Bakkafrost will invest £360m over the next five years to minimise biological risk, increase efficiency and create growth. Photo: Bakkafrost

Bakkafrost bids to increase volume by 55%

Faroese salmon farmer Bakkafrost is to invest DKK3 billion (£360 million) over the next five years as it attempts to increase annual production by 55% to around 76,000 tonnes by 2023.

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The VAP segment at Glyvrar made a loss due to high spot prices. Photo: Bakkafrost

Bakkafrost outlined the plans as it reported an operational EBIT of DKK408m (£49m) for the second quarter of 2018.

The farming segment made an operational EBIT of DKK393m, and the company’s Havsbrún fishmeal, oil and feed (FOF) segment added a further DKK66m, but high spot prices meant the value-added products (VAP) segment based at Bakkafrost’s state-of-the-art factory at Glyvrar made a loss of DKK16.9m.

Lower harvest

The total volumes harvested in Q2 2018 were 12,902 tonnes gutted weight (18,402 tgw Q2 2018). Total harvested volumes in the first half of 2018 were 25,139 tonnes gutted weight (31,560 tgw H1 2017). Bakkafrost has reduced its guidance for volumes for 2018 by 2,000 tonnes gutted weight to 49,000 tonnes as a result of early harvesting at one site because of precautionary action to maintain a good biological situation.

Bakkafrost’s sales to Eastern Europe rose to 33% in the quarter, compared to 22% in Q2 2017, and sales to Asia rose to 25%, up from 16% in Q2 2017. Sales to the EU fell from 46% to 27%, and sales to the US were down slightly from 16% in Q2 2017 to 15%.

Regin Jacobsen: New investment plan.

Large investments

Chief executive Regin Jacobsen said: “The salmon price was good in the second quarter, and although the price fell throughout the quarter, the result for Bakkafrost was good for the second quarter.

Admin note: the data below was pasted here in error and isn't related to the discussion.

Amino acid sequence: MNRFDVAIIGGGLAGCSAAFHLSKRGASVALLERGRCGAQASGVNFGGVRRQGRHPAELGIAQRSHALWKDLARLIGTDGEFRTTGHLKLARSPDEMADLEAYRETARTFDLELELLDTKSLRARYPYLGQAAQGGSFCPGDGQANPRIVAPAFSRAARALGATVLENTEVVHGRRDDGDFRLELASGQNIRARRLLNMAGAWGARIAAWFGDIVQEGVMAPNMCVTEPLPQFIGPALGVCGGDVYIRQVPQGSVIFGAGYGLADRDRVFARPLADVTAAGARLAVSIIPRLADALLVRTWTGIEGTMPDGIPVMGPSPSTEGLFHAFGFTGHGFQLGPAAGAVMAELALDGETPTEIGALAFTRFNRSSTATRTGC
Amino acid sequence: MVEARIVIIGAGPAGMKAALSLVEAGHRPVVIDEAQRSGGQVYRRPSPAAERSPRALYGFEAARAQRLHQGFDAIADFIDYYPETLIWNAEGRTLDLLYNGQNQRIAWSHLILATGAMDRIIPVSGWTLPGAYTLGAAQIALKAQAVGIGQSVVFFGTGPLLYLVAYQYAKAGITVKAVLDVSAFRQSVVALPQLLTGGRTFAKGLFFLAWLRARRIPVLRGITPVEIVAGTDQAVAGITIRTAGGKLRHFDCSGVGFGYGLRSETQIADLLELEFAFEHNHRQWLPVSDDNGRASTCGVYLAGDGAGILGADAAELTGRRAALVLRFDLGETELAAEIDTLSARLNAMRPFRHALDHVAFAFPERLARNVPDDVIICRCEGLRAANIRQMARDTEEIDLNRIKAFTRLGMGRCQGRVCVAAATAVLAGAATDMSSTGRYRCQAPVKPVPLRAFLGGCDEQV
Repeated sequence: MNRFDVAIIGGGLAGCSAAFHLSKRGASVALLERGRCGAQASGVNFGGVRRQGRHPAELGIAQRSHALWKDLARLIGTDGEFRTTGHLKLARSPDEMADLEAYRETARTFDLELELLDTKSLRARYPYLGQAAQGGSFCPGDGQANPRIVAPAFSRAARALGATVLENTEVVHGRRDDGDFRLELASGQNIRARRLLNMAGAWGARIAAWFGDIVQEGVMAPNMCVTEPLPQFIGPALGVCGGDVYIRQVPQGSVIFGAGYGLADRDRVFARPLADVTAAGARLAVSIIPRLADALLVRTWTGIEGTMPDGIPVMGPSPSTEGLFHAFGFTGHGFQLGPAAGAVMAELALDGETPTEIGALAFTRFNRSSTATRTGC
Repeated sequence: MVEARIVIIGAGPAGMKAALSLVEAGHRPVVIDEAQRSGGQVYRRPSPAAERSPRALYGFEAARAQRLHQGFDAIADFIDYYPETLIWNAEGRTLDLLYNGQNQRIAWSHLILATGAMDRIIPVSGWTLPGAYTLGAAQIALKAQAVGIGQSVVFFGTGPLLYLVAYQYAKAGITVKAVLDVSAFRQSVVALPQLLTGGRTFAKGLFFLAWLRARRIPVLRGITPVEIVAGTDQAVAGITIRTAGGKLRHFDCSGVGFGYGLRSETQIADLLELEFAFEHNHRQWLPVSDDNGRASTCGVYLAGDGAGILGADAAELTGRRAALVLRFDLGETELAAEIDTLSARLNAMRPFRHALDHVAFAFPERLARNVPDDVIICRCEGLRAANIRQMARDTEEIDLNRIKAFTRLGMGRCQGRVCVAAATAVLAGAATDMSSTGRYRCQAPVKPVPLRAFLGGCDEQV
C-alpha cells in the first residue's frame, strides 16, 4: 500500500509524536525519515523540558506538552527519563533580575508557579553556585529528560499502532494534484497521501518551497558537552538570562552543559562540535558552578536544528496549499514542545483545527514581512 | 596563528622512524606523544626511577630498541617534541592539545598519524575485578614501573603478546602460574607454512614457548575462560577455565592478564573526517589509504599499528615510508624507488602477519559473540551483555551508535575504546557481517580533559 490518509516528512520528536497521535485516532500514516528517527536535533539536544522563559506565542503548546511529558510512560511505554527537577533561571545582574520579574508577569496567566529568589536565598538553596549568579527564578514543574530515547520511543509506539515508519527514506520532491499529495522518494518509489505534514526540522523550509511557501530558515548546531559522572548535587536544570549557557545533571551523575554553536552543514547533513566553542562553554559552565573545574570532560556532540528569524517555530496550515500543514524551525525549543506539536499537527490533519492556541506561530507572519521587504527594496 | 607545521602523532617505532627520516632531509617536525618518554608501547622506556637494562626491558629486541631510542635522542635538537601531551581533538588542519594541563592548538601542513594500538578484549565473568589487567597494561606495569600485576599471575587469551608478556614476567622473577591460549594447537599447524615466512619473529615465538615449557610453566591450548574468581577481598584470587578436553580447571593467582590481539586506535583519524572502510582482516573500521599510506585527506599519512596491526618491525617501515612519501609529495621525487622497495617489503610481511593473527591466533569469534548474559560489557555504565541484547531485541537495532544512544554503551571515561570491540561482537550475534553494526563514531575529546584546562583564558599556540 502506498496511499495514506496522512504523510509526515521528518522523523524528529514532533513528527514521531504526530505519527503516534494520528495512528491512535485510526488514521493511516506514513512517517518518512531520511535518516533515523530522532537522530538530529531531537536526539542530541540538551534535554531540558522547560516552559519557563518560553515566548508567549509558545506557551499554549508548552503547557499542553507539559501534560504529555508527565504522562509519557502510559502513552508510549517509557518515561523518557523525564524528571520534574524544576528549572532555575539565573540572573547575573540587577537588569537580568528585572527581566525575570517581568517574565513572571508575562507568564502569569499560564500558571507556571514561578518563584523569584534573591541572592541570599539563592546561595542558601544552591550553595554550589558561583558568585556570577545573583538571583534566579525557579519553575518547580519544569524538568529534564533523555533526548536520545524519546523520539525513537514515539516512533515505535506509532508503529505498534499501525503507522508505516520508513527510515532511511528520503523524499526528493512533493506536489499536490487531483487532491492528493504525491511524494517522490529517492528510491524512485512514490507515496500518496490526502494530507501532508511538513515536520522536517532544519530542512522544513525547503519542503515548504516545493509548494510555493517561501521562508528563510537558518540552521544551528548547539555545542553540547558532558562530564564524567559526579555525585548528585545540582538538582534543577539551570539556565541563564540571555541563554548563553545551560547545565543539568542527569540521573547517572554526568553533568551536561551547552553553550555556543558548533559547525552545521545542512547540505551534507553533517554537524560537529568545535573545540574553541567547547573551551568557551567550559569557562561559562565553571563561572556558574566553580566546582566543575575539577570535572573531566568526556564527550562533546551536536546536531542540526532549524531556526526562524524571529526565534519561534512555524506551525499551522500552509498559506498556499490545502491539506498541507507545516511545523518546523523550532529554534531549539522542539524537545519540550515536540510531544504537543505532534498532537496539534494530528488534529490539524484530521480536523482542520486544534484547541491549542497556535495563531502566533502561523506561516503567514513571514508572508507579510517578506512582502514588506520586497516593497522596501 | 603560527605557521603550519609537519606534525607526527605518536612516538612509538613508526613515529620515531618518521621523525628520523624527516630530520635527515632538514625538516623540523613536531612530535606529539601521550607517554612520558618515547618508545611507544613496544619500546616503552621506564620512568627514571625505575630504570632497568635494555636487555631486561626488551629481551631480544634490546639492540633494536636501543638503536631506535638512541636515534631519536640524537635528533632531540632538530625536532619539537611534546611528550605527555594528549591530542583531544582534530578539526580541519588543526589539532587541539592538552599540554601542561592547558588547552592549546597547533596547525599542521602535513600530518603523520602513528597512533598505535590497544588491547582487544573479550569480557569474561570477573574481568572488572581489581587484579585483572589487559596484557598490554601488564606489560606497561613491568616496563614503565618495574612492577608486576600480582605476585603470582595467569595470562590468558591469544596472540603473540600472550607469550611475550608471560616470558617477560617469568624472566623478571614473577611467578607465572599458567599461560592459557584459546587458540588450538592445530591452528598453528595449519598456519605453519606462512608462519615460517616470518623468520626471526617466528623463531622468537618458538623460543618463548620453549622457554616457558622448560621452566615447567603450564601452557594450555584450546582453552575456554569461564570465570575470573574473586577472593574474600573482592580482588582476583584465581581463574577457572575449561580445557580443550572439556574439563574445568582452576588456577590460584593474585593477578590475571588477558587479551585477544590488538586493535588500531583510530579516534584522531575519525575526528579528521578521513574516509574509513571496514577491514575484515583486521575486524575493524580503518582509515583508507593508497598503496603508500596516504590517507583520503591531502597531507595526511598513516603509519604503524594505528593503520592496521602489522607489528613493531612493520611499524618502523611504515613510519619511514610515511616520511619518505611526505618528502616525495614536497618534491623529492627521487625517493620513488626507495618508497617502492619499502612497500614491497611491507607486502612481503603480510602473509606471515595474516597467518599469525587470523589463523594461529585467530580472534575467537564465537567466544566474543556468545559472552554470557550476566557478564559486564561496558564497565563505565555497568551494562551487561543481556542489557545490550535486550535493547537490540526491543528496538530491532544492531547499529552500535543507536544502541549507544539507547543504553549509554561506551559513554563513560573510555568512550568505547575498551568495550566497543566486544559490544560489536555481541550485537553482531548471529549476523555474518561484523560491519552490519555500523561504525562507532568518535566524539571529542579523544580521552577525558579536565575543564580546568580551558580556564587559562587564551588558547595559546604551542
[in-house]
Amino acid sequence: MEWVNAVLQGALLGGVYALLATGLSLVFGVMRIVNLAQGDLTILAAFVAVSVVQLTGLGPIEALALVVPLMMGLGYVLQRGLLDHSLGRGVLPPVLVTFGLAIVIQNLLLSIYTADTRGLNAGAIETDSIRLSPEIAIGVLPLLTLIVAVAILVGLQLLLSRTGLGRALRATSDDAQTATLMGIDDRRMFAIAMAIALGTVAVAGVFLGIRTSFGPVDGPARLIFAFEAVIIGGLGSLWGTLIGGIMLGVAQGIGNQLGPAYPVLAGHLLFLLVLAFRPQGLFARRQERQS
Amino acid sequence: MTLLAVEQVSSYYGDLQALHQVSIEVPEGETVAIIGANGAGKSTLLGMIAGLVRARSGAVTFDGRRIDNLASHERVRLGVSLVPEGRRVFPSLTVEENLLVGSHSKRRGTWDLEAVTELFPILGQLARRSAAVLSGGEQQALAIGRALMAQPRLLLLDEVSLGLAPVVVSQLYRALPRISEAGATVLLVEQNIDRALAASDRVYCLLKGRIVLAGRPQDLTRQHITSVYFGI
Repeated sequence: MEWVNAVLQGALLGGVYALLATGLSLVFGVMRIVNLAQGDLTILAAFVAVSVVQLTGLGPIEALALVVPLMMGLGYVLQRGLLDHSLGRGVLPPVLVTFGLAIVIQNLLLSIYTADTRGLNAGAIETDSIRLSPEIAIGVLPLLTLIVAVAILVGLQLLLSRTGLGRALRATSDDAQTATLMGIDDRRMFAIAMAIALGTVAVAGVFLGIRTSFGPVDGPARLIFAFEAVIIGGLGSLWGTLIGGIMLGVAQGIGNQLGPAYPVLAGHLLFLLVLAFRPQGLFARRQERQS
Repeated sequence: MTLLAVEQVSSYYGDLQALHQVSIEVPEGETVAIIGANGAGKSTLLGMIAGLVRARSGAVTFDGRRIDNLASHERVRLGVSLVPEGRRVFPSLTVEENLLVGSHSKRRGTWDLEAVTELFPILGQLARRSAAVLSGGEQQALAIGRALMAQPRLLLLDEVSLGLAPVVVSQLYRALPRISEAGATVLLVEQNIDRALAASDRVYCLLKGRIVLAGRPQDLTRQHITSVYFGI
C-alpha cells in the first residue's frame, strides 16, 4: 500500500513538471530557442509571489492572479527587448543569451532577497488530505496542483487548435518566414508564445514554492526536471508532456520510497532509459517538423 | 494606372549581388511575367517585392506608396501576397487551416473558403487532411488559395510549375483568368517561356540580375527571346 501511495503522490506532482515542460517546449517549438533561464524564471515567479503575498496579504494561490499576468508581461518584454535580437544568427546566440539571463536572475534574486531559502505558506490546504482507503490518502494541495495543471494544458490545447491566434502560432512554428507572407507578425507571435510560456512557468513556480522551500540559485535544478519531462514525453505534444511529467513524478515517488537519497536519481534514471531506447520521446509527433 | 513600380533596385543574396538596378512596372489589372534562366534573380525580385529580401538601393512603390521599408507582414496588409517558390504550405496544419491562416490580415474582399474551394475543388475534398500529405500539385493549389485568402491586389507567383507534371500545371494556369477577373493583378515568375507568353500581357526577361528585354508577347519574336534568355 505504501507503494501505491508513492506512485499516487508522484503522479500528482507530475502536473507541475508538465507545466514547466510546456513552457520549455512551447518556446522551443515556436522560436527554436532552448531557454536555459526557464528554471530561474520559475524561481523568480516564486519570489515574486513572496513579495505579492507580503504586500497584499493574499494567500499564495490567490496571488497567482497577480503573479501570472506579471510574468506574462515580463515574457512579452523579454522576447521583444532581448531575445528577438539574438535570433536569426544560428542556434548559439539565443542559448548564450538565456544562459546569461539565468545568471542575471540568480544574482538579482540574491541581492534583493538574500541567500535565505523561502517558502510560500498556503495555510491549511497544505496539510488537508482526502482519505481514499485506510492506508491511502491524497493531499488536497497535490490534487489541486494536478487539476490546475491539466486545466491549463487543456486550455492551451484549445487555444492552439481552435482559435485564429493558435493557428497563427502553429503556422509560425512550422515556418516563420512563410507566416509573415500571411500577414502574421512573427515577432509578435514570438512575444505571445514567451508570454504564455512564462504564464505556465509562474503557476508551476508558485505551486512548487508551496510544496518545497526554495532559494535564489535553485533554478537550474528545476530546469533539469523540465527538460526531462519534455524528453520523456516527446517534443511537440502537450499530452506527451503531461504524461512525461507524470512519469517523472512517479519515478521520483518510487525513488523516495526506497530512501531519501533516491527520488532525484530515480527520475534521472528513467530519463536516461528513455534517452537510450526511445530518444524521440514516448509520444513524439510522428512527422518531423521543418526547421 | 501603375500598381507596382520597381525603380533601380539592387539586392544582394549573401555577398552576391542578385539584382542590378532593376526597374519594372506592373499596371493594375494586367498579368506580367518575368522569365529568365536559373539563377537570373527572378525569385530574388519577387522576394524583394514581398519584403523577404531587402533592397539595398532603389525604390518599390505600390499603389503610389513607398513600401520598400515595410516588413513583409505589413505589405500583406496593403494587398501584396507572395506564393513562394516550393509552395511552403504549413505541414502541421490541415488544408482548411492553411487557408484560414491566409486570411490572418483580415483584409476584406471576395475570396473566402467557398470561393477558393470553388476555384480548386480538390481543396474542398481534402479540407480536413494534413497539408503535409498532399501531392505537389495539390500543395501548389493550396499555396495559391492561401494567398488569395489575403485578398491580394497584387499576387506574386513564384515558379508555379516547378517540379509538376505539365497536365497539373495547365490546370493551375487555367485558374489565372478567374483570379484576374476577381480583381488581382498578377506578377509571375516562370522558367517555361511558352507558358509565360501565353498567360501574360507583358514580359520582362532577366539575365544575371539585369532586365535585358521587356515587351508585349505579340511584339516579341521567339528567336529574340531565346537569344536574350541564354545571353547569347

“Bakkafrost has in recent years made large investments to develop the company and now we are pleased to announce a new investment plan for the period from 2018 to 2022. Bakkafrost expects to make investments of around DKK 3 billion during this period. The salmon farming business has developed dramatically since it started in the Faroe Islands. We foresee great opportunities for development in the future and to be able to transfer these opportunities into realities, large investments are needed.”

Sustainable growth

Bakkafrost says the aim of the investment program is to minimise biological risk, increase efficiency and create sustainable organic growth.

Over the next five years it will use around DKK425m in the FOF business to increase feed capacity and feed line capabilities. Investment will also be made to increase the fish oil capacity.

Bakkafrost, which has taken the full responsibility of the Faroese broodstock programme and obtains the genome rights in 2021, also expects to invest around DKK200 million in a new site to run the programme in a totally closed land-based system.

500 gram smolts

Completion of existing smolt projects and new development will cost another DKK1bn. Limited opportunity for geographical expansion means Bakkafrost is concentrating on growing larger smolts of up to 500 grams on land. This means they will spend less time in the sea reaching harvest size, allowing Bakkafrost to make more use of its farm sites.

Investment in the farming operation will be around DKK1.3bn. The company has been given permission for two new sites in the southern island of Suðuroy, and also plans a new hatchery on the island. Harvest capacity on Suðuroy is expected to be 15,000 tonnes, of which 5,000 tonnes will come from large smolts.